In France, Pew estimates the current Muslim population at 5,720,000, but it admits that «France hasn’t measured religion in a nationwide census since 1872.» Nevertheless, Pew assures readers that «it is nonetheless still possible to measure religious identity and practice in France.»
No one, in fact, knows the exact number of Muslims in France. What is known, however, is that millions of Muslims in France are permanently hidden from the official statistics. French analyst Yves Mamou explains:
«This figure [six million] does even not take into consideration the Muslim population that immigrated to France from North Africa in the 1960s and early 1970s. There are a few million of them — nobody knows how many exactly. They became French very early, and for demographers, their grandchildren and great-grandchildren are not regarded as immigrants anymore. These Muslims are, rather, integrated into statistics as French citizens born of French parents. They are Muslim, but under the statistics radar.»
|(Photo by Peter Macdiarmid/Getty Images)|
In Germany, Pew «decided not to count» the one million plus Muslim asylum seekers who arrived in the country in 2015/2016 because «they are not expected to receive refugee status.» Pew assumes they will either return to their countries of origin or be deported, even though Germany is notoriously lax in deporting illegal migrants. In fact, tens of thousands of migrants, including many convicted criminals, have been allowed to continue to live in Germany, often for decades, after receiving deportation orders.
Moreover, German authorities have admitted to losing track of potentially hundreds of thousands of illegal immigrants, many of whom are believed to be sustaining themselves on a steady diet of drug dealing, pickpocketing, purse snatching and other forms of petty crime, and who are responsible for the across-the-board increase of lawlessness on German streets.
Pew’s analysis of the number of asylum seekers in Europe is highly confusing and virtually unintelligible to the lay reader. Much of the problem lies in the fact that the statistics compiled by European governments are incomplete and often contradictory. This confusion is compounded by nuances in how to define different categories of migrants, including regular migrants entering legally as workers and students, asylum seekers and refugees, as well as illegal migrants posing as refugees. Still, Pew’s failure to provide clarity is exemplified in the following paragraph:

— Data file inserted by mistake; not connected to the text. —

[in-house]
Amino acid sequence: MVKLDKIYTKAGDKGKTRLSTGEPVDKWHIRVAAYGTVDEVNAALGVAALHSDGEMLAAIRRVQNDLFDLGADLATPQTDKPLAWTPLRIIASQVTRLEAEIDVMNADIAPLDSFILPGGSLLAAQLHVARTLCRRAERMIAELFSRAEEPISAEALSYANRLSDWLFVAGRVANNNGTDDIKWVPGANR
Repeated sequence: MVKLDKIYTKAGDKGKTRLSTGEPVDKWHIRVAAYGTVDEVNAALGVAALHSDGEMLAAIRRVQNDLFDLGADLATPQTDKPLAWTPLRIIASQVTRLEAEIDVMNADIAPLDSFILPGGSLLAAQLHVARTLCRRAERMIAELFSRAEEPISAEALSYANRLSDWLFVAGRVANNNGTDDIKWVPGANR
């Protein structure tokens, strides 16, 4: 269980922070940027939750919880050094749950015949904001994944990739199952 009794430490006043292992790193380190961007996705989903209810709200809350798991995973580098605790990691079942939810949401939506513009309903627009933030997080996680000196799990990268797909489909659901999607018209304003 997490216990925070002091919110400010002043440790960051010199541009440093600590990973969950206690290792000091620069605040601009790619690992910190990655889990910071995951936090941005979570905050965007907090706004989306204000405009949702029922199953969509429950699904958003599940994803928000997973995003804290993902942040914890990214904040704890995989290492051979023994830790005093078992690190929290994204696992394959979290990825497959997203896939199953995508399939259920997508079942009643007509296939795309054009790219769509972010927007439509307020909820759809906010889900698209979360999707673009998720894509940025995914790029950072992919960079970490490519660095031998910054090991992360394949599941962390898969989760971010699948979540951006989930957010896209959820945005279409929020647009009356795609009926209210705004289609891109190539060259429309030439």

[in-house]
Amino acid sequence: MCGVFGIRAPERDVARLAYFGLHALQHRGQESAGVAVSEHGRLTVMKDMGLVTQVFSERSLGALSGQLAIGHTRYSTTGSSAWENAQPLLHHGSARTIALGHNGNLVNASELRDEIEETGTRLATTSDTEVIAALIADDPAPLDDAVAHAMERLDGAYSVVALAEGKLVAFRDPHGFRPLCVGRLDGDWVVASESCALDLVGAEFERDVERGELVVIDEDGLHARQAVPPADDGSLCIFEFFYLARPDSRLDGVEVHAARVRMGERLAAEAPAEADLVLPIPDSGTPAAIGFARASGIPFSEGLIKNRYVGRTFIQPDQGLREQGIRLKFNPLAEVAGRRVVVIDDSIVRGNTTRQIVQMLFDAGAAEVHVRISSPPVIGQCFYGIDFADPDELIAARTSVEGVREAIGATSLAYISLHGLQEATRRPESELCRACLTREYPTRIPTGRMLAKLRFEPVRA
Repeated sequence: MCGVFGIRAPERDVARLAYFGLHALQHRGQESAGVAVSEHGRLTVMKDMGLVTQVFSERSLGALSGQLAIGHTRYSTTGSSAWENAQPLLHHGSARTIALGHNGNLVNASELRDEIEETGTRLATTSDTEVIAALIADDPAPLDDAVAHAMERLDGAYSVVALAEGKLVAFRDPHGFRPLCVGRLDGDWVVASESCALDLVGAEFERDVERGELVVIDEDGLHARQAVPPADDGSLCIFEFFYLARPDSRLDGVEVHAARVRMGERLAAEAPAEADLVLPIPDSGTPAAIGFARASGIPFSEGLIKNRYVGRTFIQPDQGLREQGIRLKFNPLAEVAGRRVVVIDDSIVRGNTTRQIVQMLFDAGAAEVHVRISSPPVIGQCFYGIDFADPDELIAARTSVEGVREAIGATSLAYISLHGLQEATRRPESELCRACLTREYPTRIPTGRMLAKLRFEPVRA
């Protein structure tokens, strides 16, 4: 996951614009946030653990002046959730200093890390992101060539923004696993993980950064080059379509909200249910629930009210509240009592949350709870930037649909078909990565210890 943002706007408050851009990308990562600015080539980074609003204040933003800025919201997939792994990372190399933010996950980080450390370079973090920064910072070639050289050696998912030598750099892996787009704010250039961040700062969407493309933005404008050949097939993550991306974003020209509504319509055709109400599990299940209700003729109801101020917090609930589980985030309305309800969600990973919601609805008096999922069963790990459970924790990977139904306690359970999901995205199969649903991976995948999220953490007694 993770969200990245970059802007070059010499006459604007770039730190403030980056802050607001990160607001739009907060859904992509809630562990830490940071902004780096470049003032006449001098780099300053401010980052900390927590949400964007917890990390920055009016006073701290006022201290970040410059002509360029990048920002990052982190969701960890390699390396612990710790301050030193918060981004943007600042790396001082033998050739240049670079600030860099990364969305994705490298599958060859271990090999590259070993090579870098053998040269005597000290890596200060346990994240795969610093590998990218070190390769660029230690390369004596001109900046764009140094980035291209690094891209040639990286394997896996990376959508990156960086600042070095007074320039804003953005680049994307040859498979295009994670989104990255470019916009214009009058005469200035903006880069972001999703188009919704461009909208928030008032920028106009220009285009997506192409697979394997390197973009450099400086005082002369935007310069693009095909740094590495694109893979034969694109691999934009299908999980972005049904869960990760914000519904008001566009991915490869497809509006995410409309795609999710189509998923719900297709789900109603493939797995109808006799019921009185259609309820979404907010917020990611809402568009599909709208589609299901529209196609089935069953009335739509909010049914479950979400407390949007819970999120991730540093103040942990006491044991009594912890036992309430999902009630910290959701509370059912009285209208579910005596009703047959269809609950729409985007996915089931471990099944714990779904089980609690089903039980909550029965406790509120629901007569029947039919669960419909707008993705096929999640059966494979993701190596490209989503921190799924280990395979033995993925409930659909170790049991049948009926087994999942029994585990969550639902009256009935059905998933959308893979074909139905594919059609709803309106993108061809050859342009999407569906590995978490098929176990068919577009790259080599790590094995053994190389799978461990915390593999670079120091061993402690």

«Between the beginning of 2014 and mid-2016 – a stretch of only two and a half years – roughly three times as many refugees (1.2 million, or about 490,000 annually) came to Europe, as conflicts in Syria, Iraq and Afghanistan continued or intensified. (These figures do not include an additional 970,000 Muslim asylum seekers and 680,000 non-Muslim asylum seekers who arrived between mid-2010 and mid-2016 but are not projected to receive legal status in Europe.)»
Pew admits that «we may be erring on the side of being too conservative in our overall estimates, because if significant numbers of those in legal limbo remain in Europe, their presence will have ripple effects increasing the future size of the continent’s Muslim population.»
More importantly, the Pew report downplays the societal effects of mass migration from the Muslim world by stressing that even if the Muslim population in Europe triples by 2050, it «will still considerably smaller than the populations of both Christians and people with no religion in Europe.» The report entirely ignores the key issue of how Europe will integrate tens of millions of Muslim migrants whose values — including anti-Semitism, polygamy, female genital mutilation and honor violence — cannot be reconciled with those of Europe’s Judeo-Christian and liberal-democratic heritage.
Finally, the Pew report stresses that the Pew Research Center is nonpartisan and «does not take policy positions.» The report, however, appears to have been expressly written to debunk what it says are «sensationalistic claims» about the dangers of Muslim migration in Europe. A section on Germany assures readers:
«In general, Germans express positive views of refugees, with most saying they make Germany stronger because of their hard work and talents (59%), rather than being a burden by taking jobs and social benefits (31%). Most Germans also see Muslims in their country in a positive light: Roughly two-thirds say they have a «very favorable» (10%) or «mostly favorable» (55%) view of Muslims, compared with about three-in-ten who express a mostly (23%) or very (6%) unfavorable opinion.»
In fact, widespread anger over Chancellor Angela Merkel’s open-door migration policy contributed to the September 24 election debacle in which her center-right CDU/CSU alliance won only 33% of the vote, its worst electoral result in nearly 70 years. The election results showed that more than a million traditional CDU/CSU voters defected to the Alternative for Germany (AfD), an upstart party that has harnessed voter anger over runaway immigration.
The Pew report’s co-author, Conrad Hackett, a respected demographer, also claimed that by 2050, «there will be no country [in Europe] where Muslims make up more than a third of the population.» His own report, however, clearly states that the Muslim population of Sweden could, in fact, comprise one-third of the population within the next three decades. In any event, the Muslim population of many European cities — Antwerp, Birmingham, Bradford, Brussels, Leicester, Malmö, Marseille — will almost certainly exceed one-third of the population by 2050.
In summary, the Pew report provides invaluable insights into the demographic challenges facing Europe during the next three decades; due to its uniqueness, the report is certain to be a primary reference source on Europe’s Muslim population for years to come. At the same time, however, the report showcases the limits of estimating and projecting the number of Muslims in Europe —especially in a political climate marked by dogmatic multiculturalism and political correctness.
How Many Muslims in Europe? Pew’s Projections Fall Short
by Soeren Kern
December 14, 2017 at 5:00 am